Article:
Wood Turners Anonymous Podcast
Episode 15 Drying Wood - Ayman Gharib @The_Shed_CW on instagram
“Hey guys, you skipped the $1,000 budget as part of the convo. You did $500 and unlimited but not the middle range. would love to hear what you think, especially in terms of lathe purchase. - W.N. on the website. Episode 9”
“Hey guys, I just found your podcast and I hammered though it, big fan. You guys were talking about coring systems, here’s another option if it’s still available. I have a Richard Raffan video and he has a slicing tool for coring, he mounts the bowl blank with the inside towards the headstock, then he plunges the slicer from the headstock towards the tailstock to a certain point and then just hits it from the side and it comes off. Thanks Jeff” - Jeff Peters via website comment.
What’s on the Lathe -
Carl - Coffee grinder
Jason - Cutting up bowl blanks this weekend. Picked up redheart and curly maple for segmented bowl
Braxton - Twisted tapers (unicorn horns) Bangle bracelet
Where everyone can find us
Jason - www.rauschwoodworks.com
Carl - www.thewoodshop.tv
6 Thoughts to “Episode 15 – Drying Wood”
Great episode. I use Elmers school glue as a sealer on my rough turned bowls. It is very affordable at around $12-$13 a gallon.
Thanks so much for answering my question regarding the $1,000 lathe budget. I feel so famous! Like Carl must have felt when he invented the microwave!
Thank you for your advice on the Grizzley but the reeves drive scares me a little bit.
So, I’ve been thinking about the Nova 1624. It’s about the same price as the Grizzley with a lot of expansion capabilities (ie. bed extension, outboarding, etc.) It’s 1.5 horsepower and seems to get really good reviews. The downside is that it is not variable speed. It has 8 belt position from something like 215RPMs to 3600RPM. Would I be a fool to buy this lathe? I should note that I’m just a newbie hobbyist so I’m not doing any production work. Basically, I’m just looking to invest in something that will give me room to grow and I’m trying to get the most bang for my buck. Please let me know what you guys think. Love the show!
I have the nova 16-24 and love it. Only downfall I can really think of is the weight, which can be fixed with a ballast shelf. It even handles coring 4″ x 16″ green b owl. Wait until it is on sale for $850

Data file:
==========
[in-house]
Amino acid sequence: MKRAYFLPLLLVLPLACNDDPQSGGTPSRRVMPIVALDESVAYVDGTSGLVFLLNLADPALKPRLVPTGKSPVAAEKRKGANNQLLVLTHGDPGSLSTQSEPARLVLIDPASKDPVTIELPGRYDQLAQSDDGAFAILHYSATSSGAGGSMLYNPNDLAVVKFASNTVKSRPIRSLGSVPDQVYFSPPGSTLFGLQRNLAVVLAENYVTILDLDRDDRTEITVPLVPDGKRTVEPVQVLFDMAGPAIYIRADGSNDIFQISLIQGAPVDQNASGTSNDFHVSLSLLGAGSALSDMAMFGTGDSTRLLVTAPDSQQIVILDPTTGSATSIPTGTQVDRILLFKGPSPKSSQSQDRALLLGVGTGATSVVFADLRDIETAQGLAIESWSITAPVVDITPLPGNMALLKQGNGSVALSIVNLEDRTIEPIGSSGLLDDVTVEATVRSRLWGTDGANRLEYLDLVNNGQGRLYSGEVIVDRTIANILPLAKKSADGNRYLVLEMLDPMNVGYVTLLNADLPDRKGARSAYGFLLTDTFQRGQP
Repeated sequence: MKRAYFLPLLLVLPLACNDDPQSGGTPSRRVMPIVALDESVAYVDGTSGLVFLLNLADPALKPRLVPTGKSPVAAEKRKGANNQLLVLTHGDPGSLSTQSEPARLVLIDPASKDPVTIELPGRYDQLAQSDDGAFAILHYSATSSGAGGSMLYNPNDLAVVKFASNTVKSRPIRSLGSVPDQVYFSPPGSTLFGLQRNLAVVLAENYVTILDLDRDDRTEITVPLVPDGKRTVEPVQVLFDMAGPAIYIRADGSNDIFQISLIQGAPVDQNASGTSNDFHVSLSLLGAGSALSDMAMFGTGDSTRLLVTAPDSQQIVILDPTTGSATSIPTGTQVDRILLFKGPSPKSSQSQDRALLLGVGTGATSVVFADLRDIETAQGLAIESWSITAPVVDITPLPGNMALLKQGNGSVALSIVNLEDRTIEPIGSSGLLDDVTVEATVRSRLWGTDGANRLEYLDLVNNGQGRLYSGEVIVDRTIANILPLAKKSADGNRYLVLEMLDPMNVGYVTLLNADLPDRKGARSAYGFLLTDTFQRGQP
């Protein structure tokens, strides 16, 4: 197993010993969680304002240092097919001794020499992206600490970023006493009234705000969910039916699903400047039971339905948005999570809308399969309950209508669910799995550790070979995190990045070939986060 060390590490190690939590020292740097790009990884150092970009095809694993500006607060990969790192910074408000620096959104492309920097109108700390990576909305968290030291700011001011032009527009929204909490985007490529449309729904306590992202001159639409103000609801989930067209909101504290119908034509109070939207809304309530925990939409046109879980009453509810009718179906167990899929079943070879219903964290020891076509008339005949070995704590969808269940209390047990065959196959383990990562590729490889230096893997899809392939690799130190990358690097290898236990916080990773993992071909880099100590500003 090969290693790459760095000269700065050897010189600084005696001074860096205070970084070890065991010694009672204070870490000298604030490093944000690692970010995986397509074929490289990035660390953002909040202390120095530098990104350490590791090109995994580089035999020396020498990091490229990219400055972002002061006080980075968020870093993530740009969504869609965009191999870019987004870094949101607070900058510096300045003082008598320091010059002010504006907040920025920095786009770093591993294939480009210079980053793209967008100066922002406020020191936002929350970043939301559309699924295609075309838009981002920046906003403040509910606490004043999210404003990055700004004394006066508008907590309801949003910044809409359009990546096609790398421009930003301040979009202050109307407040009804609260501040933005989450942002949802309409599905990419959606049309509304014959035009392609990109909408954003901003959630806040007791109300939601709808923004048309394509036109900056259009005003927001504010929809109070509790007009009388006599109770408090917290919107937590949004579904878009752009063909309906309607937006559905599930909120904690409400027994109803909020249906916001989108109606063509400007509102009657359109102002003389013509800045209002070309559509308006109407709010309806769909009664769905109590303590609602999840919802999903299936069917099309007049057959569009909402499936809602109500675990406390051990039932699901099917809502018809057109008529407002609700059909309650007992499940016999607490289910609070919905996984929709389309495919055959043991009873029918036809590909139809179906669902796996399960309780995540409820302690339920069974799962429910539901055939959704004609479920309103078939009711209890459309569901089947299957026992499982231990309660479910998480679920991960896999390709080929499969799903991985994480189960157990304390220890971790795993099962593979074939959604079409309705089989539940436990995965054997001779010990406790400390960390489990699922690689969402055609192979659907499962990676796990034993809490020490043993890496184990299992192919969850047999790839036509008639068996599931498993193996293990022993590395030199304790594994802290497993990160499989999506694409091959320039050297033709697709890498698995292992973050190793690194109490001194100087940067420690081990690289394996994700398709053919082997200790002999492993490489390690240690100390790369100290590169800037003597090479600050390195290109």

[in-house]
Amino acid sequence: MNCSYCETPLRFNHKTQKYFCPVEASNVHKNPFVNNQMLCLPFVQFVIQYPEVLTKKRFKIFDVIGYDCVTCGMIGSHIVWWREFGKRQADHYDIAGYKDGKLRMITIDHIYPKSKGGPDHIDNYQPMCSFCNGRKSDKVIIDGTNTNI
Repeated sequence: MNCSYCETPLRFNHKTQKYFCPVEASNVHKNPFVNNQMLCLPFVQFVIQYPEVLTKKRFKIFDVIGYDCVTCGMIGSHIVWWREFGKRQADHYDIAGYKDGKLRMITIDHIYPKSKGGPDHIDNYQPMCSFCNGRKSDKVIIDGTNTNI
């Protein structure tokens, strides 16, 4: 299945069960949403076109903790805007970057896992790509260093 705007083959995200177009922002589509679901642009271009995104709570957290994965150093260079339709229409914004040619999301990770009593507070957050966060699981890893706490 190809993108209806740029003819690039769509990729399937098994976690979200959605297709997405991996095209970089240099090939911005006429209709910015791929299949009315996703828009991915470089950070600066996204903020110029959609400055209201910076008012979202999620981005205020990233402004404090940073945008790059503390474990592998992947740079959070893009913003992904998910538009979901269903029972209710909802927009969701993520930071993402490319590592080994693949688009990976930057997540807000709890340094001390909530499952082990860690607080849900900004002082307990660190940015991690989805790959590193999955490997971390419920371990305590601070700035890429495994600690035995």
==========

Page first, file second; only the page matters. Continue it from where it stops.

Great podcast! I’m really enjoying it. For a chuck recommendation I would like to suggest the Nova G3 chuck. It would work well with the midi lathes y’all suggested and you can get it for around 100 bucks ($80 + $20 for insert). It comes with a nice set of dovetail jaws. You could use it for pieces up to 10″ diameter. I like this chuck so much I bought two.
When I went through Uni to become a woodwork teacher 20 years ago, we were taught how to microwave season our timber when turning bowls. Our lecturer, Michael Leadbeatter and his Dad Bruce, had written our textbook too which had a section on this process.
I recently sent a summary of it to Bill Livolsi, who I visited when in Vegas in July.
This is what I sent to Bill.
Microwave seasoning for turning green lumber
Sorry this took longer than I’d expected Bill.
I found my text from Uni which has a section on microwave seasoning, which was written by my teacher and his dad (Michael & Bruce Leadbeatter)
The basic premise for using microwave seasoning with woodturning is to rapidly remove the moisture from a turned bowl, yet in a controlled way. Apparently it will penetrate the timber to about 25mm (1 inch) deep, and will soften the timber at the same time, like steam bending. It heats deeper which forces the moisture outwards, preventing checking.
It also helps keep the bark on live-edge bowls.
There’s a fast and regular method.
Fast method, which is all I’ve used
1. Turn your bowl green, preferably using a superchuck, down to about 6-8mm (1/4”-5/16”) wall thickness.
2. Put into a microwave on med to high for 10 minutes. Have a small glass of water in there also to protect the microwave from possible damage
3. Remove and let cool for 10 minutes
4. Use a wet cloth to dampen knots or any checking you notice while the wood is hot
5. Return bowl to lathe for sanding
6. Back to microwave on med – high for 5 minutes. Let cool
7. If it looks to be warping at the rim, you can gently press it into shape while hot if you like
8. Repeat step 6 three or more times till seasoned
9. If you need to do more sanding or to polish, you may need to re-drill the hole for the superchuck
10. I’ve also done shorter bursts in the microwave as you get closer to seasoned (1-3 mins)
The way to check on the seasoning is by weight or by tapping/knocking on the bowl. It sounds different as it dries. If you have electric scales, you can watch the weight drop after each microwave. Once the weight stops dropping, it’s done.
Give it a go. My first try at Uni waaaay back in 1997 worked great. It cupped very slightly, but it didn’t crack or split. I have a microwave in my current workshop, but I need to get some new green wood. The last batch dried and checked before I got a chance to do any turning.
Because it softens the wood it makes turning really hard timbers easier.
I look forward to seeing your work.
Can’t seem to find anywhere to listen to the audio on this website. Found it on sound cloud through another site. Thought I would let you know. Keep up the good work!
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